UK museums ask for children to inspire action through art

Hundreds of thousands of children will create wildlife artworks at 500 UK museums to raise their awareness of the threat to nature and the environment.

FKA Twigs is one of the artists who will then recreate the children’s pieces for a mass digital artwork.

The Wild Escape will be the largest ever UK museum project.

It is inspired by BBC One’s new series Wild Isles with Sir David Attenborough, which will show how important UK nature is to the world.

Dr Philip Wheeler, senior lecturer in ecology at The Open University, and co-producer for the series, which launches later this year, told BBC News: “I hope the public interest this series generates will give wildlife in Britain and Ireland the boost it urgently needs.”

The Art Fund, a national arts charity, began developing the project more than two years ago in response to the lack of connection between young children and the environment during Covid.

Every primary school age child is invited to create their own art from the museums’ collections of wildlife through specially hosted activities. It is hoped that as children learn more about wildlife and the environment they will be inspired to work to protect it in the future.

The UK is currently in the bottom 10% of countries globally when it comes to protecting biodiversity.

The Natural History Museum, which hosted the launch of Wild Escapes on Tuesday, created a Biodiversity Intactness Index in 2020 and revealed that the UK only has 50.3% of its biodiversity remaining – compared to nearly 90% in Canada.

Rosalind Mist, director of education and youth engagement at WWF – which is supporting Wild Escapes – said: “Across the UK, and in the UK nature is on its knees.

“It isn’t too late to turn things around, and young people are key to shaping the future of the natural world.”

Adult greenfinch sits on a branch in Norfolk shaking its feathersIMAGE SOURCE,MIKE POWLES
Image caption,

More than 40 million birds have disappeared form the UK since 1970, placing birds like the greenfinch under threat of extinction

At least 500 museums have signed up to the scheme from across the UK – from the Natural History Museum in London up to the West Highland Museum in Fort William.

In Hastings, Bright Foundations will provide children with natural materials found in their 24 acres of land to create their own wildlife sculptures.

At Gallery Oldham in Manchester sculptor Ruth Moilliet will host workshops for local primary schools to create artworks of endangered flowers using re-used plastic.

Major established artists including Es Devlin, FKA Twigs and Mark Wallinger, a Turner Prize winner – will then take inspiration from the children’s work to create new art pieces which will be launched on Earth Day on 22 April.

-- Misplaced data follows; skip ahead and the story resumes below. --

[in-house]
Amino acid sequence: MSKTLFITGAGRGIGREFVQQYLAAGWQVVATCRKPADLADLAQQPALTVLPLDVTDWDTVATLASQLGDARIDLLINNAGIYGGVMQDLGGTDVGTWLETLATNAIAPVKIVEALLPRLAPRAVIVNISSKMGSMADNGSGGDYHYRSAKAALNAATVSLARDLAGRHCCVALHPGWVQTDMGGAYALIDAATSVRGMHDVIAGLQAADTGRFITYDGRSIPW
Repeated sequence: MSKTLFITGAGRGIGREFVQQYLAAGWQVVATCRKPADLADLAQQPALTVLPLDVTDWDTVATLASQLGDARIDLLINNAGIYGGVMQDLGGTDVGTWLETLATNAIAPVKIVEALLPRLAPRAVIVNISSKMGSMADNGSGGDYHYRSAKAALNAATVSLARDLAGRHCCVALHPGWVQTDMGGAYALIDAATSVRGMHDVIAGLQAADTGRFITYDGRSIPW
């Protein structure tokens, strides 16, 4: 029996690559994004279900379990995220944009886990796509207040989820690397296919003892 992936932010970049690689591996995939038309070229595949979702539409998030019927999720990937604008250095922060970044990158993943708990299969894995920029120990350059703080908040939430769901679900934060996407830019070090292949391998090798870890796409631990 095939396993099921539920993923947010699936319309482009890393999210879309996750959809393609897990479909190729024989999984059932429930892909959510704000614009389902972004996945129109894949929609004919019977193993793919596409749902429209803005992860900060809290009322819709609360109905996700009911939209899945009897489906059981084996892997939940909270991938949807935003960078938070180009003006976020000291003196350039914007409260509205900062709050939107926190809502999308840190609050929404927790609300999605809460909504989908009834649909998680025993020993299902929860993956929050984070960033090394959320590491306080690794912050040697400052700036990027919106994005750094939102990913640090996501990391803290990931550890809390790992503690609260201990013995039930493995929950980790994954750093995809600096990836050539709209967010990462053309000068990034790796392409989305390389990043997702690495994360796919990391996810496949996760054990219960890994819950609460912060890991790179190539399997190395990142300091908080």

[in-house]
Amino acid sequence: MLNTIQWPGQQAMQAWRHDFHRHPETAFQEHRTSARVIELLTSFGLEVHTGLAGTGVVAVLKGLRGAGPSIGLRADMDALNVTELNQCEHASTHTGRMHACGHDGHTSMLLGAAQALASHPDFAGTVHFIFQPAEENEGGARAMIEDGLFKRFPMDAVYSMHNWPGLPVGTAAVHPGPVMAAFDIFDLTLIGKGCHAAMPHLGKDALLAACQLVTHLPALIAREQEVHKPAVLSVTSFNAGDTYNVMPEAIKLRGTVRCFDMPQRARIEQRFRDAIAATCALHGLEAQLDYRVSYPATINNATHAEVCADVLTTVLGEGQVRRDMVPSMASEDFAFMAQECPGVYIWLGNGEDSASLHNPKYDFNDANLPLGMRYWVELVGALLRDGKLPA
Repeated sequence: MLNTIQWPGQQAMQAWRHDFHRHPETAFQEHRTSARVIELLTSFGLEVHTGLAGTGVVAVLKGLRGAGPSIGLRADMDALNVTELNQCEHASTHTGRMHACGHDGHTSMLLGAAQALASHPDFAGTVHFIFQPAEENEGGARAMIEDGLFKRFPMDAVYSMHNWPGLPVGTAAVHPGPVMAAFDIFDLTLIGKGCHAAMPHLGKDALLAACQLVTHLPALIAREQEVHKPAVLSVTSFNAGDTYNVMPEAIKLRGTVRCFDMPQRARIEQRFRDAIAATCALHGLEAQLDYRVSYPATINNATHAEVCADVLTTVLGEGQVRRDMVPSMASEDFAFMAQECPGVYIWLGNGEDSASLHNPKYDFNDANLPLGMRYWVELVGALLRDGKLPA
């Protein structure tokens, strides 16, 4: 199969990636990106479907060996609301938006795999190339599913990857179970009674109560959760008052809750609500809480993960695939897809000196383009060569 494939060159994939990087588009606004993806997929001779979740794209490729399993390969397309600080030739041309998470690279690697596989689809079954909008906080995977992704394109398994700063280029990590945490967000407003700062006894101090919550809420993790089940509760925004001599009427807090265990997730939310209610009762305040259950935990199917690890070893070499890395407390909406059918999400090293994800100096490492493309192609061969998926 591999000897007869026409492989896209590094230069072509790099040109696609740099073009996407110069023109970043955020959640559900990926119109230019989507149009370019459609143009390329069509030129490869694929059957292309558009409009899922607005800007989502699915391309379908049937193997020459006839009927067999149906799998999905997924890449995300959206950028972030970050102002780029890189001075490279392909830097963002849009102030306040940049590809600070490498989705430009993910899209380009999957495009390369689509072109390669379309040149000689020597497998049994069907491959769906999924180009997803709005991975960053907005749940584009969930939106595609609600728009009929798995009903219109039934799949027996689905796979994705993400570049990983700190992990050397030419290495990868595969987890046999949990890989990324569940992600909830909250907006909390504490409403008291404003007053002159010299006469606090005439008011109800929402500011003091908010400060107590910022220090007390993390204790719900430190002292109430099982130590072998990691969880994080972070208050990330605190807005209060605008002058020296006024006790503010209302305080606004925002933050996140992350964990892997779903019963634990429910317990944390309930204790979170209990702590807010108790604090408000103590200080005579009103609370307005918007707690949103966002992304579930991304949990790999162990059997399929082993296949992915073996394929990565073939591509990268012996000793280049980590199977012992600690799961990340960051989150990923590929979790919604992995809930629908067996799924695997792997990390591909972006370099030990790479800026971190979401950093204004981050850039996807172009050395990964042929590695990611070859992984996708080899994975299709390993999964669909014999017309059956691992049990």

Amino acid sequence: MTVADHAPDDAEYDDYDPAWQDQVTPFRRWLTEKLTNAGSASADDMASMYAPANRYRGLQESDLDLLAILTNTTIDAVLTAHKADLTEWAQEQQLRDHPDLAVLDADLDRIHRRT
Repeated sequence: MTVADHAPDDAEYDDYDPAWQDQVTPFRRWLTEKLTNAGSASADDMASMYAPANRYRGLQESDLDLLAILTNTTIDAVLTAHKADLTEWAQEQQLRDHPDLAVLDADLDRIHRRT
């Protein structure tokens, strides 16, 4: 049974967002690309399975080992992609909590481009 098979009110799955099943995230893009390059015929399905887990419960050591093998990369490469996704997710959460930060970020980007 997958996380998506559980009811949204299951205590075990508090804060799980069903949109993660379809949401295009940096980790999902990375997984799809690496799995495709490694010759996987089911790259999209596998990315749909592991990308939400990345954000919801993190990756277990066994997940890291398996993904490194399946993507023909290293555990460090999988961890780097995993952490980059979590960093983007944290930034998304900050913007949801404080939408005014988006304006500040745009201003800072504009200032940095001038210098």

Speaking to the BBC at the launch, FKA Twigs said: “I think that children have the most amazing minds.” She said she was glad “to be a small part of inspiring children to connect to nature, to connect to creepy crawlies and furry animals”.

Artists as part of the Wild Escapes project look at a display at the Natural History Museum with a group of primary school childrenIMAGE SOURCE,PA MEDIA
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Back: Artists FKA Twigs (second left), Es Devlin (second right) and Mark Wallinger (right) help children draw at the Natural History Museum on the launch day

Short films will be created showing the artists at work and will be hosted by BBC Bitesize, a free study resource the BBC provides to children.

Errol Reuben Fernandes, head of horticulture at the Horniman Museum – which won 2022 Museum of the Year and is taking part in the programme, said museums also need to “use their collections to inspire children to get out”.

To support this endeavour Jenny Waldman, director of the Art Fund, said many of the museums are partnering with local gardens and RSPB nature reserves to encourage children to learn more about the UK’s nature as well as to draw it.

FKA Twigs said that this part of the project will also help children with their mental and physical wellbeing.

Studies by Natural England and leading UK universities have shown that visiting nature once a week has a positive impact on people’s health and the way that they treat the environment.

Two women in the Horniman GardensIMAGE SOURCE,AMAAL SAID
Image caption,

Head of Horticulture at Horniman Museum, Errol Fernandes, said they are increasing biodiversity across the museum’s 16.5 acre-garden for the project

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